Socialist Worker

Rubin "The Hurricane" Carter: An extraordinary fighter who took on injustice—and won

After the death of US boxer Rubin Carter, Ken Olende looks at how he refused to be beaten by a racist state determined to fit him up

Issue No. 2400

Rubin The Hurricane Carter in the ring

Rubin "The Hurricane" Carter in the ring (Pic: Flickr / AdrianAraya)

The US boxer Rubin “The Hurricane” Carter has died aged 76. He was known largely for things he didn’t do rather than what he did. He is probably most famous as the subject of a Bob Dylan song.

His story mixes the very ordinary with the extraordinary. He was born in 1937 and grew up in Paterson, New Jersey, which had expanded producing aircraft engines during the war. Rubin was black, so there was nothing out of the ordinary about his regular run-ins with the police.

In the mid 1960s he was on the way up as a champion middleweight boxer, just as black anger exploded across the country in riots and the call for black power. He was a contender for the middleweight world championship. As he got successful a friend quoted him joking about shooting police in a riot.

As a cocky black man, there was nothing out of the ordinary about his being dragged to the police station after a triple murder in a bar in his hometown.

At first he was brought in because he drove a white car as eyewitnesses said the killers had. Witnesses failed to identify him.


He was convicted in 1966 with the friend he had been driving with after two witnesses, who had been carrying out a burglary nearby, changed their statements to say that he was the killer. It took him 19 years to clear his name. This was despite the fact that the two burglars later retracted their identification.

Rubin described prison as a “life of living death”. He attempted to appeal the conviction but judge Samuel Larner said, “The ring of truth is totally absent in the recantations of both witnesses”.

This was partly as they had lied in the original trial to conceal the fact that they had done a deal with the police for their testimony.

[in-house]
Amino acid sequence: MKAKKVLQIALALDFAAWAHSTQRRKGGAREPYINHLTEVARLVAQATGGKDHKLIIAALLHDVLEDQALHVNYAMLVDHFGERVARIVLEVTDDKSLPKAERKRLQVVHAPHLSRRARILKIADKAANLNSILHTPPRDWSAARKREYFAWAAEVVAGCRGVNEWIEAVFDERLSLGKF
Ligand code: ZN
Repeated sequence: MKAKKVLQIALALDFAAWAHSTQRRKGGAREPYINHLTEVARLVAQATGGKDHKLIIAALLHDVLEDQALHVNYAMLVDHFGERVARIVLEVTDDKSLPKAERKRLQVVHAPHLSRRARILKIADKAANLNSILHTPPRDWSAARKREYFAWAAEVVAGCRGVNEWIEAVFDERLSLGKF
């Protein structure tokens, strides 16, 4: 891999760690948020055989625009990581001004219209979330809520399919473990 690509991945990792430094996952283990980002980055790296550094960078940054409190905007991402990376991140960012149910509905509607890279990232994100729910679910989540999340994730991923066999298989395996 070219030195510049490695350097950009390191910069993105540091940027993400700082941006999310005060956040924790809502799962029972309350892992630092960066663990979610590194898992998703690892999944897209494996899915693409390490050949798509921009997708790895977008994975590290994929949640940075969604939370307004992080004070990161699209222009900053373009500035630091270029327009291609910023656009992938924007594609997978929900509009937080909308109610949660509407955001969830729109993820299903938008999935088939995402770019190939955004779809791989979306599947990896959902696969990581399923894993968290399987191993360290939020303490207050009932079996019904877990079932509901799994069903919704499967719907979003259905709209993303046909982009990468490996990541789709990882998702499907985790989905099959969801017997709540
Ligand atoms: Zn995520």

It was the exposure of the deal that got the case retried. Rubin and his friend were convicted again, despite the fact that one of the original witnesses now repeated his original 1967 evidence.

This may sound extraordinary, but comes to seem more ordinary every time you remember the victims and the witnesses were white while Rubin was black.


When the case was finally thrown out in 1985 the judge said the conviction was “predicated upon an appeal to racism rather than reason, and concealment rather than disclosure.”

Many people still whine that he was not as virtuous an angel as you might think from listening to Dylan. Rubin was caught up in petty crime in his youth, and had been convicted of theft. But what really angered them was the rage in the song (see below).

It doesn’t matter that Rubin had a criminal record. He was still fitted up by a racist system. 

Rubin said of his life, “There is no bitterness. If I was bitter, that would mean they won.” But he also didn’t sit back and accept what had happened.

What is remarkable is that once he got out he went on fighting for the rights of other wrongly imprisoned people. He was executive director of the Association in Defence of the Wrongly Convicted.

All of Rubin’s cards were marked in advance

The trial was a pig-circus he never had a chance

The judge made Rubin’s witnesses drunkards from the slums

To the white folks who watched he was a revolutionary bum

Lyrics from Hurricane, Bob Dylan’s song about Rubin Carter’s case

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